Sunday, 1 June 2008

Gravitational Potential

Last night I was playing with Mathematica, visualising perturbations to the gravitational potential of one body by the presence of another (e.g. for binary stars, star-planet and planet-moon systems). I did this by writing a gravitational potential function, using

V(r)=\frac{G M}{r}

Actually, I allowed my Mathematica function to take arguments beyond just a distance r... Firstly I split r into x and y, using the relationship
r^2=x^2+y^2
, then allowed the mass M to be parameterised as well as an offset from the origin, since
r^2=(x-a)^2+(y-b)^2
describes a circle of radius r centred on (a,b).

Finally, I used the fact that potentials can be added to generate the true potential of interacting bodies, i.e.
V_\mathrm{total}=V_\mathrm{star}+V_\mathrm{planet}
. With these functions defined, and a few basic quantities such as the mass of the sun (2*10^30 kg) and the distance in metres corresponding to 1 AU (149,598,000,000 metres), I was able to use the Mathematica ContourPlot[] function to plot equipotential lines for various two-body potentials. I was looking for particularly interesting perturbations to the otherwise circularly symmetric (spherically, in 3D) potential of a "point mass". The approximation of a point mass works perfectly as long as we're dealing only with space outside of the true radius of the object, and on the length scales we're looking at here, that is definitely the case.

I've included some of the more interesting equipotential plots below, including the parameters used to plot them. Remember, you can click any of the images to see a bigger version.

Potential around the Sun: MSun at (0,0) on a scale from -10AU to +10AU on both x and y axes


Earth-Sun System: MSun at (0,0) and MEarth at (1AU,0). x-axis from 0.8 AU to 1.2 AU, y-axis from -1 AU to 1 AU


Earth-Moon System: MEarth at (0,0) and MMoon at (384000km,0). Both axes from -2 to +2 times the Earth-Moon separation (384,000 km)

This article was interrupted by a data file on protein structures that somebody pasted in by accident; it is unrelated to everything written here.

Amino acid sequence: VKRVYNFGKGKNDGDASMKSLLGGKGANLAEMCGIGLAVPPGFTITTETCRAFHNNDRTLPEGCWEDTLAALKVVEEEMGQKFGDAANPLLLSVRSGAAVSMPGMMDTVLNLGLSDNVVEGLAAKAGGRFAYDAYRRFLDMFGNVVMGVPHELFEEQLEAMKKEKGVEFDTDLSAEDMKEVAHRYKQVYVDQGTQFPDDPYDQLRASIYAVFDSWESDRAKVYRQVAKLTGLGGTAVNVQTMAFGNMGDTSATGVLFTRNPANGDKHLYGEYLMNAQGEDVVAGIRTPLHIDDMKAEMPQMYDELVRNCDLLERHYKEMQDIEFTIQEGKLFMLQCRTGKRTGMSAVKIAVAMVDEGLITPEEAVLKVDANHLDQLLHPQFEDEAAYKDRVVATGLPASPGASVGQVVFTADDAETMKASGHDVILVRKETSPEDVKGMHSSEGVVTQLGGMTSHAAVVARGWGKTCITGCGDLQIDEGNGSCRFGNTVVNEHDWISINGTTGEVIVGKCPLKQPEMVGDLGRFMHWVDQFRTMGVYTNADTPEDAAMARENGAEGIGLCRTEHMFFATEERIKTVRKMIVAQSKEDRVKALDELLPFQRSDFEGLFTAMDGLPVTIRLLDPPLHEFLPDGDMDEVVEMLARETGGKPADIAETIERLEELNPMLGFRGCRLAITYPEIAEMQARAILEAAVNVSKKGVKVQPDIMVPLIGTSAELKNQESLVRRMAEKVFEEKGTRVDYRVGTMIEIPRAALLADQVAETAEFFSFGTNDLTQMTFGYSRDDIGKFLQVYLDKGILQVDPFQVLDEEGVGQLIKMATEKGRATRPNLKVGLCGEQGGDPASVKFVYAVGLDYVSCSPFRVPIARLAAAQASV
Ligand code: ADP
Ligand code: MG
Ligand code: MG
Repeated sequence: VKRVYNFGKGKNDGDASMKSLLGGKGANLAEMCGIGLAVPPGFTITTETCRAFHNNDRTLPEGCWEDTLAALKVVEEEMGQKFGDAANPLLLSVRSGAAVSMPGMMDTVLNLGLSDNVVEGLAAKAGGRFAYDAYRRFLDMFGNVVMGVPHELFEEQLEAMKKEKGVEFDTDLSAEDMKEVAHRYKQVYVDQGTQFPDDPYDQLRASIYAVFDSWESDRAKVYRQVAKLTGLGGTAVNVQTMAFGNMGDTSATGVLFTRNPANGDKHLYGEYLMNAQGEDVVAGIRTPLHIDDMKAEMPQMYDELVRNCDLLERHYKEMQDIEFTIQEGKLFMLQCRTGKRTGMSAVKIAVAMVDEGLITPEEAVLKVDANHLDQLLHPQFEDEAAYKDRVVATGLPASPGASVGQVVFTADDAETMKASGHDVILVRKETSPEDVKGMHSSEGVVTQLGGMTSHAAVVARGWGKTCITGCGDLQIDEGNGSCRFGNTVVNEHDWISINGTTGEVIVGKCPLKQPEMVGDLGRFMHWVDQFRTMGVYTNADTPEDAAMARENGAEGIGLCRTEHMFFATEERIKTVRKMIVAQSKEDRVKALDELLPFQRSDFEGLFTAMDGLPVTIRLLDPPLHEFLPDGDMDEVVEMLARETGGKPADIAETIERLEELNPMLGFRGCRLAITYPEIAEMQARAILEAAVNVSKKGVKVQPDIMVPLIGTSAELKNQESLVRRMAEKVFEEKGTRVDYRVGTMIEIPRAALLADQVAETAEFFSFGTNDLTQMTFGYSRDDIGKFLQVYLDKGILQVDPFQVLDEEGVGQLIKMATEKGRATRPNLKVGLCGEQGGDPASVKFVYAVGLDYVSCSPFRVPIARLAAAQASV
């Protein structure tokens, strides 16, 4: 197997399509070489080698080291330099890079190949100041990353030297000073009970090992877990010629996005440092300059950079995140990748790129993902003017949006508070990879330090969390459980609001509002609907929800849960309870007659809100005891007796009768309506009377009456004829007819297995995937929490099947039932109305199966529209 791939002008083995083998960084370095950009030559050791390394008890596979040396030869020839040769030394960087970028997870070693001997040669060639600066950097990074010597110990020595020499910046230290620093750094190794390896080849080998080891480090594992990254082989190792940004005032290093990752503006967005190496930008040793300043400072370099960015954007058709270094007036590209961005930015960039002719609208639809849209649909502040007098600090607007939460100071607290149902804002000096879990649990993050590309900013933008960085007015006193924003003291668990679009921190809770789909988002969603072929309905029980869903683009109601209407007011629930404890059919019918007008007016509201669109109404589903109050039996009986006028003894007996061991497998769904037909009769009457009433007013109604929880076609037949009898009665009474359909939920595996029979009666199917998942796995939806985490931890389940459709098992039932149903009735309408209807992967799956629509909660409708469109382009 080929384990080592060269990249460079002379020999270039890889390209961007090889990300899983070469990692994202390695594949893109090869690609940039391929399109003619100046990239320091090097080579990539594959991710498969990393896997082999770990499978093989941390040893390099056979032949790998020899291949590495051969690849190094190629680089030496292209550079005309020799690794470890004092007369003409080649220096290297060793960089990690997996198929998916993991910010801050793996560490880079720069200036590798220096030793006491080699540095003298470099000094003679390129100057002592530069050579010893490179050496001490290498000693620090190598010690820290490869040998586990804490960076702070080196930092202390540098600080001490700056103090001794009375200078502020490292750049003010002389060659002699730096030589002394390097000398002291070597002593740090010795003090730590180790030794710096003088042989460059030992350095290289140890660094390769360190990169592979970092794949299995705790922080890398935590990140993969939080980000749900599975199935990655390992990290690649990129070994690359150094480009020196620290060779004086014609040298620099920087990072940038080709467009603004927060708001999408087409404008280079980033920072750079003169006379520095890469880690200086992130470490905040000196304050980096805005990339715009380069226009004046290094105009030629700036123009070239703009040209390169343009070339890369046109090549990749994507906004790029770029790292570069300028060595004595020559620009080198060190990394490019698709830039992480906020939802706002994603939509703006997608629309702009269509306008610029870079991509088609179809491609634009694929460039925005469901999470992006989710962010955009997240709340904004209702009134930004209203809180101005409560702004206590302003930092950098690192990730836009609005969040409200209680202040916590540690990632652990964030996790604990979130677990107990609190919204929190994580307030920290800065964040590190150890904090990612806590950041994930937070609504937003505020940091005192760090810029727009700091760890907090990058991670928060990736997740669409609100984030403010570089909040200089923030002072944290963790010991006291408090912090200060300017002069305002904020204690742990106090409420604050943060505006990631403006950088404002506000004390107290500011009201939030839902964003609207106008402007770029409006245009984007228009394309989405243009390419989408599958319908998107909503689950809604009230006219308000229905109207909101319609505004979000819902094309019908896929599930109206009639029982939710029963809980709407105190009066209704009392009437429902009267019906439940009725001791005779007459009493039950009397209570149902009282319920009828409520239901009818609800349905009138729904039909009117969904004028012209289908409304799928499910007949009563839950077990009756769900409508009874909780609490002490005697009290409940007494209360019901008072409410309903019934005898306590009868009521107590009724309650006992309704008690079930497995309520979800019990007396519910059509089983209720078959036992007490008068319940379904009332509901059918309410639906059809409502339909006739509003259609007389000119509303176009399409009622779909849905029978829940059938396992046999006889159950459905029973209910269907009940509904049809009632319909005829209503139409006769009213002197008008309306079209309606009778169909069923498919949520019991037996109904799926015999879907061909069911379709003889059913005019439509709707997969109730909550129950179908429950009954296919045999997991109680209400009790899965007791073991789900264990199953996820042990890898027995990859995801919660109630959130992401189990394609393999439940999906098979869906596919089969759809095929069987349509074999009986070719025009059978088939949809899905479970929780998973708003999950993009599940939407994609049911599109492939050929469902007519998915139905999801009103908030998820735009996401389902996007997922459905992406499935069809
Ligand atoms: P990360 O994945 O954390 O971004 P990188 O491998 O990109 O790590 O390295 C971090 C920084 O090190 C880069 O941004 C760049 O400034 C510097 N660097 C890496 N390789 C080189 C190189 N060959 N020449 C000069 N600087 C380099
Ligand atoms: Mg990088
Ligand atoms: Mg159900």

Sun-Jupiter System: MSun at(0,0), MJupiter at (5.15 AU,0). Axes x from 4 AU to 6 AU, y from -2 AU to +2 AU


HD209458
One of the most "famous" exoplanetary systems, HD209458b is a Hot Jupiter orbiting the star HD209458 (note that the 'b' added to the star name gives the planet name, i.e. the planet is the second object (discovered) in the system). HD209458 has a mass of 1.01 MSun, and the planet HD209458b has mass around 0.69 MJupiter. The separation of the two bodies is 0.045 AU.
Axes from 0.02 AU to 0.07 AU on the x, -0.05 AU to +0.05 AU on the y


HD41004B
Another exoplanet system, this time HD41004B is 0.4 MSun and the planet, HD41004Bb is 18.4 MJupiter. The separation is 0.0177 AU and the axes run from -0.03 AU to +0.03 AU on both x and y


Cygnus X
Cygnus X is a 30 solar mass star and an 8.3 solar mass black hole. The separation is 0.2 AU. I plotted this one with the star at -Separation/2, the black hole at Separation/2 in the range -0.25 AU to +0.25 AU on both x and y axes


PSR B1913+16
A binary pulsar (the first one detected, I think). A 1.441 Solar mass neutron star and a 1.387 Solar mass companion star. Separation 0.0130356021 AU. Axes from -0.02 AU to +0.02 AU on both x and y


I also tried plotting some 3D equipotential surfaces, but the results weren't quite so impressive. Here's the equipotential surface for the Cygnus X system in 3D, range -0.5 AU to 0.5 AU in all three dimensions:


After this, I tried to visualise some of the general relativistic potentials (i.e. corrections to the standard Newtonian potential to take into account general relativistic effects) but didn't get any of them to produce nice visualisations, yet!

No comments:

Post a Comment